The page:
Promoting Adolescent Sexual and Reproductive Health in East and Southern Africa by Alan J. Flisher, Knut-Inge Klepp, and Sylvia F. Kaaya


00412d06_medium.jpg Author Alan J. Flisher, Knut-Inge Klepp, and Sylvia F. Kaaya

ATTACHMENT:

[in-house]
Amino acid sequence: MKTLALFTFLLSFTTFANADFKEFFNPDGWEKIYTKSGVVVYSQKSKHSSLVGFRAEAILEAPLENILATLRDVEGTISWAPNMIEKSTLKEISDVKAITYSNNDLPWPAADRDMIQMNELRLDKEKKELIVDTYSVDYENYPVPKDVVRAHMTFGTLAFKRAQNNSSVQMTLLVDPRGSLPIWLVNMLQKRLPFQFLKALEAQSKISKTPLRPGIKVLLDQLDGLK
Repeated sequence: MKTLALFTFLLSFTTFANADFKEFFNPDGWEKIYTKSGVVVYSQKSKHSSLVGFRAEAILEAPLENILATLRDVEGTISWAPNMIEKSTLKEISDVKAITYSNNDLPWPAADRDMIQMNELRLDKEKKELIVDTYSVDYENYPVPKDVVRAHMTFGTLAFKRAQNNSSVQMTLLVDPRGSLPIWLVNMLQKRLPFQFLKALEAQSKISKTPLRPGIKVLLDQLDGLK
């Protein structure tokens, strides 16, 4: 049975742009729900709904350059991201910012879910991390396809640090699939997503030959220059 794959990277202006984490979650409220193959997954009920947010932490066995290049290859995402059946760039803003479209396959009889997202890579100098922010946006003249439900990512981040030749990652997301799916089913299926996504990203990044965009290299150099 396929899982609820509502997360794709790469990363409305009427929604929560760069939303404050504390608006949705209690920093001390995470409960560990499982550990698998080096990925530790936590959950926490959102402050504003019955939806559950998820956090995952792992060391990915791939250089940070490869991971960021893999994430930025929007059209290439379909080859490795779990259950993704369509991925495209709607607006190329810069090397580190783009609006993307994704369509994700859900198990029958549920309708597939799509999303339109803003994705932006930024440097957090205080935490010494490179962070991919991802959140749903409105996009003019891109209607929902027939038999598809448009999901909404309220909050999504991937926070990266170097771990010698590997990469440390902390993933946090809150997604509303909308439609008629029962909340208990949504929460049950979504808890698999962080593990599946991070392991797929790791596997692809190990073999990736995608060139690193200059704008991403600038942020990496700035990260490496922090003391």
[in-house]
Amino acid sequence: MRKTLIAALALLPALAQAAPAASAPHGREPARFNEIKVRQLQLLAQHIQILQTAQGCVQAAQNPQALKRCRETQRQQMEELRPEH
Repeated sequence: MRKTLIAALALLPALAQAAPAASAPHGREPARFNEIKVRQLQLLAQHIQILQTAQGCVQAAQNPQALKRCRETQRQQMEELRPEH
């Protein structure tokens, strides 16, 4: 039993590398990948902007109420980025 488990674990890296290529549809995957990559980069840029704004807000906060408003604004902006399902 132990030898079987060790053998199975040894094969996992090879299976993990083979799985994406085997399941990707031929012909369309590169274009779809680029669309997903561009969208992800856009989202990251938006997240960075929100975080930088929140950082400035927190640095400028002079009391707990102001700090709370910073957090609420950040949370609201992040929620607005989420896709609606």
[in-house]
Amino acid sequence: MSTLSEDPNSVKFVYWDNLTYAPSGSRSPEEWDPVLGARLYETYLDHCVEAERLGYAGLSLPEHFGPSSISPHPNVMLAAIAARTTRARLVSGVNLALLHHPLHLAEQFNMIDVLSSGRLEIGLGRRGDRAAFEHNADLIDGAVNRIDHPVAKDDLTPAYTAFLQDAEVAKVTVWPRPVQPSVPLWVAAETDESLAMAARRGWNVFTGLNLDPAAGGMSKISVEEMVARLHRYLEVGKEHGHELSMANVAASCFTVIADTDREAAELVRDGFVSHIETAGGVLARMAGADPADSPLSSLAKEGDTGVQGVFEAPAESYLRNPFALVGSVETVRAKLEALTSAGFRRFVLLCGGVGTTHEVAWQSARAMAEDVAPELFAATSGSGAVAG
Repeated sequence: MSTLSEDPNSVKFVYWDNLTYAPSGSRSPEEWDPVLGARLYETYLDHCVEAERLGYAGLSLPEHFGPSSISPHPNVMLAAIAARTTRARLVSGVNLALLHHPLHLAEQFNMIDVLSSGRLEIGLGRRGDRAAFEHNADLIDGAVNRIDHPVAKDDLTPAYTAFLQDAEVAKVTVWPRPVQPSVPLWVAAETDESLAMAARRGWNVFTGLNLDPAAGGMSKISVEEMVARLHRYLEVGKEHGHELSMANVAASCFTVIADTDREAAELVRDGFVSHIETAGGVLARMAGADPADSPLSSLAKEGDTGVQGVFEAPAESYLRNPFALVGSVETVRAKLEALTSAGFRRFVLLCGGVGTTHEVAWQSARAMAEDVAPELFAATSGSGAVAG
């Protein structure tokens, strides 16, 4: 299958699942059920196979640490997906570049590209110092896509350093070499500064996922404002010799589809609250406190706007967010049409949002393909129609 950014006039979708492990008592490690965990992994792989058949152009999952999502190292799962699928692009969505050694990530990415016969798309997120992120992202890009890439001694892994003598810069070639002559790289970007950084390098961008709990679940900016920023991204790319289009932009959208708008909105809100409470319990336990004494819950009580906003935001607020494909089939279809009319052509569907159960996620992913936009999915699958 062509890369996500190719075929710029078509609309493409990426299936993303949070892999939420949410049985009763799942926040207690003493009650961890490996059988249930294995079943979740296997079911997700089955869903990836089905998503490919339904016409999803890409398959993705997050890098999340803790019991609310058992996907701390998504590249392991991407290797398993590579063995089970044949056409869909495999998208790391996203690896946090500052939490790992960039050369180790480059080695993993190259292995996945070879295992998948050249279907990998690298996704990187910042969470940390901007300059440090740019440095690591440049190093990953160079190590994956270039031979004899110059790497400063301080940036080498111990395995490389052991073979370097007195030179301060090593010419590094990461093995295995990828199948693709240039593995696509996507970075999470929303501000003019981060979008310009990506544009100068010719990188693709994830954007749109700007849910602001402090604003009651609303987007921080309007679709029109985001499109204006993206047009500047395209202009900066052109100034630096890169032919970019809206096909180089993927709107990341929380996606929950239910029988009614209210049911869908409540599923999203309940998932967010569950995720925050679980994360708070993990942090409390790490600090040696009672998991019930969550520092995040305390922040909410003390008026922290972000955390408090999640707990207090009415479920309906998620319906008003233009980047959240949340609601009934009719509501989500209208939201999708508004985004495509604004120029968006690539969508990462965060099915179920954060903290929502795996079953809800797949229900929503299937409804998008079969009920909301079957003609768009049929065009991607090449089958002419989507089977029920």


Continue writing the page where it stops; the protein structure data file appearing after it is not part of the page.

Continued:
Isbn 9789171065995
File size 2MB
Year 2008
Pages 344
Language English
File format PDF
Category fitness